The Houston Jewish community member, who knew Cohen around the time of the incident, said the man pictured in coverage of the theft appeared to be Cohen, and his appearance in the area fit with his move to Houston shortly after. The scammer’s name matches Cohen’s original middle name and some of the aliases he has used.
Cohen also allegedly faked medical problems to generate sympathy and avoid legal consequences.
One of his sons said in a legal complaint that “everything [Cohen] does is fake,” including only using a wheelchair in public and in front of visitors, and deliberately coughing in court to feign illness.
Cohen was released on bond in his initial abuse case after telling the court he was in hospice care for a terminal illness. In photos from the family home, he is pictured wearing an oxygen mask, which the boy also said was fake. Chandler said he appeared to have spit up fake blood in one legal proceeding.
In 2020, one of his sons set up a GoFundMe campaign seeking donations for medical expenses, without specifying the condition, raising over $2,000.
Cohen said in interviews that the family lived a “Hasidic lifestyle.” He also said the family had blended different strains of Orthodoxy to accommodate the boys’ varying backgrounds, in a possible explanation for discrepancies in its practices.
It’s unclear why Cohen became fixated on Judaism in the first place. A rabbi from the lone synagogue in his west Texas hometown of Odessa said he had no knowledge of the case.
Cohen’s claim of being Jewish has also been picked up by white supremacists, with online posts linking his crimes to antisemitic tropes about Jewish deviance.
Afraid of retaliation
Cohen and his adopted sons regularly posted online about their family life, but many questions remain about Cohen’s personal goings-on, how he adopted the boys and the conditions in his home.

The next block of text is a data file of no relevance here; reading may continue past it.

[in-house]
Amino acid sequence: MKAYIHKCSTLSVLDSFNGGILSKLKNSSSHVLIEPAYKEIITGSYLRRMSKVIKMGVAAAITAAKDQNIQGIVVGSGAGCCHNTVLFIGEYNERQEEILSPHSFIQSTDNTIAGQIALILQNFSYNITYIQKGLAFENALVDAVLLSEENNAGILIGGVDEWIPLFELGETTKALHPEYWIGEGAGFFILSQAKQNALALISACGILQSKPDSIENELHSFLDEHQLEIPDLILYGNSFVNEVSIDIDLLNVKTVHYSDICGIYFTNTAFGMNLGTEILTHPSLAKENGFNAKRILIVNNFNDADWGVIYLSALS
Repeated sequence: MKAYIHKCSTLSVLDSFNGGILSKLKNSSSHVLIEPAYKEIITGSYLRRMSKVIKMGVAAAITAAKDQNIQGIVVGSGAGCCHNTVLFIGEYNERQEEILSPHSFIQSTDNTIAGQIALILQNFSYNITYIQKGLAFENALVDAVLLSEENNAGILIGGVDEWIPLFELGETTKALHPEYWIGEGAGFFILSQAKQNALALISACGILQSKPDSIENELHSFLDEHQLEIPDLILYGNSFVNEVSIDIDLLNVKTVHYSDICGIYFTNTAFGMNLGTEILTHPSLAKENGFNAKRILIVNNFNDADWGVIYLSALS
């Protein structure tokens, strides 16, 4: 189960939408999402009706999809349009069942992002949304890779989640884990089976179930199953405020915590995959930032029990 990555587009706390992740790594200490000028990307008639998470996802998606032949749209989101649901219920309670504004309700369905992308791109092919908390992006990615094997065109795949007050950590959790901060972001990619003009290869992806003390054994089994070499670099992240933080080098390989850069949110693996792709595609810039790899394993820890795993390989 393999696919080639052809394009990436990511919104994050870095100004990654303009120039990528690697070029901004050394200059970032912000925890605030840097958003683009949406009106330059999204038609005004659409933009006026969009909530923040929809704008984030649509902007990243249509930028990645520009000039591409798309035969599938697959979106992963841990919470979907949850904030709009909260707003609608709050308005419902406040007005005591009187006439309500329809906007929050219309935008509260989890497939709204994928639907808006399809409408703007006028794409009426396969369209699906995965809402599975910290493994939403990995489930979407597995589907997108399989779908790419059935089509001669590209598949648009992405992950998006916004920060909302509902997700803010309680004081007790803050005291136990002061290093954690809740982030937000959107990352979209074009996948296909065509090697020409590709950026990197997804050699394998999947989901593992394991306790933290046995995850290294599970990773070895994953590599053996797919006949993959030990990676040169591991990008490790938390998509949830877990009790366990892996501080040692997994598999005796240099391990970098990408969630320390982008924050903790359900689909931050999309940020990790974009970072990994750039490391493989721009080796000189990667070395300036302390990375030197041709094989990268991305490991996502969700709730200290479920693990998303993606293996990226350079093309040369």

On TikTok, the boys, some of whom are now adults, danced to Jewish music, celebrated birthdays, cooked Jewish food such as kosher funnel cake, showed off their pet snake and discussed online antisemitic harassment. Cohen did not appear in recent videos.
On YouTube, they showed off their homeschooling set-up and in media interviews, Cohen presented the household as a “unique family” that was thriving and giving back to the community through donations. He appears to have kept the children largely isolated at home.
His son who called into the podcast said the children participated in a volunteer program at a local police facility, but that it was all part of Cohen’s strategy.
“The officers were not told about [the abuse] because the mask that we put on is damn near invincible,” the boy said, adding that Cohen controlled the boys through fear and bribery.
The boy said there had been eight investigations by Child Protective Services, but Cohen coerced the children into lying about the abuse. At one point, one of the boys ran away from home and was returned by law enforcement. Cohen said he had been sleepwalking.
The son who called into the podcast said he feared he would not be believed if he reported the abuse, because he had previously denied it to law enforcement, and he thought his other brothers would not testify against their father. He said he planned to go to authorities once he turned 18.
He told the podcast that Cohen planned to send him to Israel “because my father wants me to go and stay in a place where he could take control basically of my income and stuff,” without elaborating.
The boy said Cohen had caught him telling people about the abuse online and in retaliation broke the boy’s phone, deleted his social media and took $200 he had saved in an app.
“I’m also afraid of retaliation,” he said. “I’m too scared to say it’s happening.”
“My number one fear was that I would be tried for lying to them, and I guess assisting since I kept it a secret,” he said.
At a hearing for Cohen last week, Harris County District Attorney’s Office prosecutor Janna Oswald said authorities had investigated several claims of abuse over the years but never had enough evidence to file charges.
“This was a household of boys that were extremely abused and neglected, groomed. They were threatened. They were in fear of their safety,” Oswald said. “That mask, along with the children’s inability to find their voice yet, allowed the abuse to go on for a long time.”